Dex In A Box

When the Cardinals signed Dexter Fowler to 5 year / $82.5M deal, he was presented as a lasting solution to a myriad of deficiencies.  In theory, he checked several boxes for a team that needed a CF, a lead-off man, and a big name free agent signing to silence the Ballpark Village People clamoring for upgrades.  Thus far, he’s failed to perform up to expectations, and I’m beginning to wonder if those expectations were misaligned from the start.

If anybody expected Fowler to be the same 4-win player he was for the Cubs in 2016, then that’s a relatively lofty standard, and please invite me to your world of unicorns and puppies.  That’s not to say that Fowler can’t be that guy again (minus the unicorns and puppies), but it’s maybe unwise to ignore the possibility that 2016 represents somewhat of an aberration more than it does the norm.  From 2009 through 2016, Fowler was consistently a 2-win guy (2.3 bWAR average), and that kind of production for the next 4+ years wouldn’t be a terrible return on investment.

Unfortunately, he’s not on pace to reach anything approaching a 2-win season, but the same may be said for most of his teammates, so Dexter may stand out just because he was expected to actually stand out.  Thankfully, baseball isn’t like running the mile where a 1:30 first lap eliminates the possibility of posting a sub-4:00 time.  He can recover and be much more productive.  It’s just a matter of how productive he can be versus how productive he’s expected to be that may ultimately decide how judgment is passed on his season.

Here are a couple reasons why I don’t think he’s likely to be the 4-win guy this year that he was last year:

  1. He’s overrated defensively.  His total of 1 defensive run saved in 2016 matched his career best for a season that was set his rookie year in just 49.2 innings in CF.  For his career, he’s -70 DRS at the position.  Even if he raises his offensive output, his defense will likely prove to be a drag on his overall value.  Enter into evidence now his -6 DRS in 405.2 innings in center.
  2. His 125 OPS+ in 2016 was the highest of his career thanks to a .393 OBP and .447 slugging percentage.  While he certainly seems capable of duplicating the slugging part, it seems highly unlikely that he raises his .316 OBP more than 40-50 points.  With the Cardinals at the 1/3 mark in the season, Fowler would need to post an OBP around .367 the rest of the way just to bring it up to .350 for the season.  Possible but still a small chunk away from .393.  Even if he ups his game, getting close to duplicating his 129 wRC+ from last year may be a stretch.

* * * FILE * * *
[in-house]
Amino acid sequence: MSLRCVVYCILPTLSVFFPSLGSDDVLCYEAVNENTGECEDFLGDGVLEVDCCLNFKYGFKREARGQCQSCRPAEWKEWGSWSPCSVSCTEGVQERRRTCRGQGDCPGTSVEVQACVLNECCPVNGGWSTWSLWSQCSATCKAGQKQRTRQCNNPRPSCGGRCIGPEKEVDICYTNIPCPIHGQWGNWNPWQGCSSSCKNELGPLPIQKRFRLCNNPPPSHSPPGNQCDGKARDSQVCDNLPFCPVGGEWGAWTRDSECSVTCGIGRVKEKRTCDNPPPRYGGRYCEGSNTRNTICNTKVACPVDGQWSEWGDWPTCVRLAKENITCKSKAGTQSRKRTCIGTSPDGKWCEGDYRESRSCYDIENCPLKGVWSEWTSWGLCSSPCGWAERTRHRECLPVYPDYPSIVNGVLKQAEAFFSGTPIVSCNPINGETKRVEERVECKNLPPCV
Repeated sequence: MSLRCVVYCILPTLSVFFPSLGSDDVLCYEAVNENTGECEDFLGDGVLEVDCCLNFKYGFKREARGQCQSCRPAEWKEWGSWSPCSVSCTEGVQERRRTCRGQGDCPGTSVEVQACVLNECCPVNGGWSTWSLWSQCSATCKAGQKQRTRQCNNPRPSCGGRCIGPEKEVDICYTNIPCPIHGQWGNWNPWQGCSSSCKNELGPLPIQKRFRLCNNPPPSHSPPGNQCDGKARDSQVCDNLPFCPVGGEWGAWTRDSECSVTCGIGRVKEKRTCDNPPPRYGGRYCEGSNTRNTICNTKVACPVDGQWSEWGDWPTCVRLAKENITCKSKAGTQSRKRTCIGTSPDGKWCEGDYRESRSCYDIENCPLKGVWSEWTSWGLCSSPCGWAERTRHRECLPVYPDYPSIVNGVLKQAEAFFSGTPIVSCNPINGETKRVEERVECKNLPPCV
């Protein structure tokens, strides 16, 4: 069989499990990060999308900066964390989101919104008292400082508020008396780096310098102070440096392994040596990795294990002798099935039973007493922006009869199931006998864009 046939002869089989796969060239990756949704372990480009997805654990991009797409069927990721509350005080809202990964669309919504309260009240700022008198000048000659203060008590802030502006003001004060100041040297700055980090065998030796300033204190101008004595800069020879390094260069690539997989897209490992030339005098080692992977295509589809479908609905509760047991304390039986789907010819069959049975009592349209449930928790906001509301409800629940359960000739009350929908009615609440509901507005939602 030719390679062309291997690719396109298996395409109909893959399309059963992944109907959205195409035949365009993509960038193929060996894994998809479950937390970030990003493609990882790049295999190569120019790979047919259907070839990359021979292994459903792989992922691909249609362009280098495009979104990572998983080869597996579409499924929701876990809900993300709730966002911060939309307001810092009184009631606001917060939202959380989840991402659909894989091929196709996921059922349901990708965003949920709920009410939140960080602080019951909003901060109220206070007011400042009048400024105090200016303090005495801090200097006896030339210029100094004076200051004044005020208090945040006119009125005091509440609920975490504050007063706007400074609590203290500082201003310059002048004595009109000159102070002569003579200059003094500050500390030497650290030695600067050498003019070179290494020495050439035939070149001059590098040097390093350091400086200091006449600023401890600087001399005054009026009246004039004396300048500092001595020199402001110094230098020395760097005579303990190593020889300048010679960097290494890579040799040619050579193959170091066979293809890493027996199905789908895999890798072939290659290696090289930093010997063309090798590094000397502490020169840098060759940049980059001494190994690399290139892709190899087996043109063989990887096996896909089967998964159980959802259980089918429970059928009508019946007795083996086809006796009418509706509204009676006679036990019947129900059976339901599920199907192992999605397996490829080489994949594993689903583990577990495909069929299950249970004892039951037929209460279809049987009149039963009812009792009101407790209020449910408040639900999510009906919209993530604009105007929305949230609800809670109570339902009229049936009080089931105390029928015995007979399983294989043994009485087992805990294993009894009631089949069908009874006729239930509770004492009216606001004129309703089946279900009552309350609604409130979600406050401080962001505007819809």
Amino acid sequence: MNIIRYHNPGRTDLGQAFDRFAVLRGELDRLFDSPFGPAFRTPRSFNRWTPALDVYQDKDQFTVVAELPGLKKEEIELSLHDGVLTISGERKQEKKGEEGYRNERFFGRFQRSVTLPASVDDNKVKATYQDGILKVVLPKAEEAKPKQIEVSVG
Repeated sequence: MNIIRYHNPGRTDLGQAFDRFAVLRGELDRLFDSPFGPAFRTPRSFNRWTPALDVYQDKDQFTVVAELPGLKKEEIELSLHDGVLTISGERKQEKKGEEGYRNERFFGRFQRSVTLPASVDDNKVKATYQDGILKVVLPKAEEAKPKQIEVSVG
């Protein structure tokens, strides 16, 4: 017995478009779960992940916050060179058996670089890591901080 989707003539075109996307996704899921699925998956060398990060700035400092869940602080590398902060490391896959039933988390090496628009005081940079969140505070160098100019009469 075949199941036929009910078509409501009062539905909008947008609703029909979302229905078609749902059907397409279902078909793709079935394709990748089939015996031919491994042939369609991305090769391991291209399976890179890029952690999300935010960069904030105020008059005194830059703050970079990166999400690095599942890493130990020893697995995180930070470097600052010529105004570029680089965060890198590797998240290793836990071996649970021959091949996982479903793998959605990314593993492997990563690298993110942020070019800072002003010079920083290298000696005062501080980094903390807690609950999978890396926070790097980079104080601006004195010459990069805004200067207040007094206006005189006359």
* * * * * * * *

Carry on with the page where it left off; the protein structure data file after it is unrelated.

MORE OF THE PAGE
3. He’s seen a lot fewer fastballs than in the past and a lot more not-fastballs than before.  Pitchers are throwing fastballs just 53.7% of the time to Fowler, and that’s a career low – 2.1% lower than what he saw last season.

And here are a couple reasons why I think he’ll be significantly better than replacement level:

  1. He’s slashing .223/.316/.429 with help from a .252 BABIP.  He’s a career .266/.364/.422 hitter with a .338 BABIP.  Lest you think that’s all Coors Effect at work, his away split is .250/.345/.382 (.331 BABIP).  Get him substantially closer to that .331, and you’ve got a vast improvement, even if his slugging drops off a bit.  If you believe in luck, then Fowler isn’t excelling at creating it right now.  That can change, if you believe in that sort of thing.
  2. He’s slashing .182/.286/.309 against lefties with a .222 BABIP this season, but he’s a career .296/.387/.436 (.356 BABIP) against lefties.  Given that lefties account for roughly 30% of his plate appearances, a bump here could move the needle quickly, and it doesn’t take a lot to improve upon a .595 OPS.
  3. His plate discipline has eroded dramatically.  Maybe it’s because he’s seeing fewer fastballs (53.7% compared to 55.8% last year), or maybe it’s because he’s swinging at a career high 26.6% of the pitches he sees outside the zone.  Maybe he’s seeing fewer fastballs, because he’s swinging at more non-strikes.  You could argue that a causal relationship exists, and it really may not matter what the dynamics of that causal relationship are.  He can’t directly control what pitchers throw, but he can improve his discipline and influence what they throw.
  4. His K-rate of 22.2% lines up just fine with his 22.5% K-rate from a year ago.  It’s his walk rate that has changed significantly from 14.3% to 11.8% year over year.  That goes back to plate discipline which is something within his sphere of control to improve upon.

Fowler can be a high OBP guy.  He can be a lead-off hitter that represents a threat to swipe a base.  He can play a passable CF.  He’s already the big name free agent signing, so he’s checked one box already.  Now the Cardinals just need Dex to check another box.  Just one box.  Just Dex in a box, because being a big money free agent playing replacement level baseball must be like being on a lonely island.

-#dennis

DISCLAIMER:  I really just wanted to use “Dex in a Box” as a post title, so I’m winning at life right now.  Thanks for spending 3 minutes reading this while you should’ve been doing whatever it is your boss/spouse/significant other thinks you are doing.

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